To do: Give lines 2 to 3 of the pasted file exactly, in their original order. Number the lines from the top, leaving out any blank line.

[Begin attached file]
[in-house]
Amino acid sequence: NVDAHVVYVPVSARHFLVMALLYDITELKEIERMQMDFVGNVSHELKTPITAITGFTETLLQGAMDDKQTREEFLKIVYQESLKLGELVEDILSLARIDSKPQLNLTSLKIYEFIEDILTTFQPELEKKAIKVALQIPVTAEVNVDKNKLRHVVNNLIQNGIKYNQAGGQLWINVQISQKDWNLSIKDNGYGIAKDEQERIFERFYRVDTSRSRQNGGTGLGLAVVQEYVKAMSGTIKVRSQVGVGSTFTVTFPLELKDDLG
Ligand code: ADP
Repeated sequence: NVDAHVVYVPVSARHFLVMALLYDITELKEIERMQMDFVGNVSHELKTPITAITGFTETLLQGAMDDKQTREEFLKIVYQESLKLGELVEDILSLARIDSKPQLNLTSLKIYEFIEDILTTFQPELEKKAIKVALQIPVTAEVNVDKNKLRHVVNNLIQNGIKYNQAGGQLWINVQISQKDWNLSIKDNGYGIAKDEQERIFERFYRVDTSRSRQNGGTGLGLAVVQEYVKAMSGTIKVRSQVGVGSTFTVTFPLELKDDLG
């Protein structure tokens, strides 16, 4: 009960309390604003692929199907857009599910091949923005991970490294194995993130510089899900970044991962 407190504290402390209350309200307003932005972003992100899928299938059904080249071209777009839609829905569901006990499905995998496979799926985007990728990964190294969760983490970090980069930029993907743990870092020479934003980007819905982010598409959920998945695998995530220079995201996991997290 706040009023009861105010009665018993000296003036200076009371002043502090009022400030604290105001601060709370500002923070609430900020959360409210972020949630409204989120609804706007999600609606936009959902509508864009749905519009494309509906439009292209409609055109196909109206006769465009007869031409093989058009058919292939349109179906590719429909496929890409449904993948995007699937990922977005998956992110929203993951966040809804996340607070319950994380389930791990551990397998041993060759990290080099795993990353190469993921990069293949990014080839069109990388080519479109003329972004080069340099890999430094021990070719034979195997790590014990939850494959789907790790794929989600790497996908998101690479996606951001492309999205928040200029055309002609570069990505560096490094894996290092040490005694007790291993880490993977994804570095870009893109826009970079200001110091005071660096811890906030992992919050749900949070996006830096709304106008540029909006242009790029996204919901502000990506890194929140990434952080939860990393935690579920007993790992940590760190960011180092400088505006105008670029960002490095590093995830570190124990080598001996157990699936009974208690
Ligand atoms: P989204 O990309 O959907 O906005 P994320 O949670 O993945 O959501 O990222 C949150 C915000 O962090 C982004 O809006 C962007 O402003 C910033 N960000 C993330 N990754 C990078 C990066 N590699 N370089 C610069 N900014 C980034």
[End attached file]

Amino acid sequence: NVDAHVVYVPVSARHFLVMALLYDITELKEIERMQMDFVGNVSHELKTPITAITGFTETLLQGAMDDKQTREEFLKIVYQESLKLGELVEDILSLARIDSKPQLNLTSLKIYEFIEDILTTFQPELEKKAIKVALQIPVTAEVNVDKNKLRHVVNNLIQNGIKYNQAGGQLWINVQISQKDWNLSIKDNGYGIAKDEQERIFERFYRVDTSRSRQNGGTGLGLAVVQEYVKAMSGTIKVRSQVGVGSTFTVTFPLELKDDLG
Ligand code: ADP